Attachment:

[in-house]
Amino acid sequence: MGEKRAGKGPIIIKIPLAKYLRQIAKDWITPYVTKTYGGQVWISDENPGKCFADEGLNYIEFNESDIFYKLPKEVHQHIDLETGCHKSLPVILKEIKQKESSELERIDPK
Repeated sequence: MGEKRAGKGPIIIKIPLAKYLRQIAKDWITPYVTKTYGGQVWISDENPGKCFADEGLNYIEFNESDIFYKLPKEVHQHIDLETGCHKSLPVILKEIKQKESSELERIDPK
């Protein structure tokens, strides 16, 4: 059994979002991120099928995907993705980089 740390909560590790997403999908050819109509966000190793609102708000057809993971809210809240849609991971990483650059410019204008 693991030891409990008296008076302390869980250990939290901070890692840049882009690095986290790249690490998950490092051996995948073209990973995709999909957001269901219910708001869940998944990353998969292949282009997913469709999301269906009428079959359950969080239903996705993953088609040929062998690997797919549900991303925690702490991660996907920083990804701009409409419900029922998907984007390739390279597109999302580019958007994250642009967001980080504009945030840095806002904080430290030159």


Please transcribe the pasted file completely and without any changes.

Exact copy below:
[in-house]
Amino acid sequence: MGEKRAGKGPIIIKIPLAKYLRQIAKDWITPYVTKTYGGQVWISDENPGKCFADEGLNYIEFNESDIFYKLPKEVHQHIDLETGCHKSLPVILKEIKQKESSELERIDPK
Repeated sequence: MGEKRAGKGPIIIKIPLAKYLRQIAKDWITPYVTKTYGGQVWISDENPGKCFADEGLNYIEFNESDIFYKLPKEVHQHIDLETGCHKSLPVILKEIKQKESSELERIDPK
């Protein structure tokens, strides 16, 4: 059994979002991120099928995907993705980089 740390909560590790997403999908050819109509966000190793609102708000057809993971809210809240849609991971990483650059410019204008 693991030891409990008296008076302390869980250990939290901070890692840049882009690095986290790249690490998950490092051996995948073209990973995709999909957001269901219910708001869940998944990353998969292949282009997913469709999301269906009428079959359950969080239903996705993953088609040929062998690997797919549900991303925690702490991660996907920083990804701009409409419900029922998907984007390739390279597109999302580019958007994250642009967001980080504009945030840095806002904080430290030159």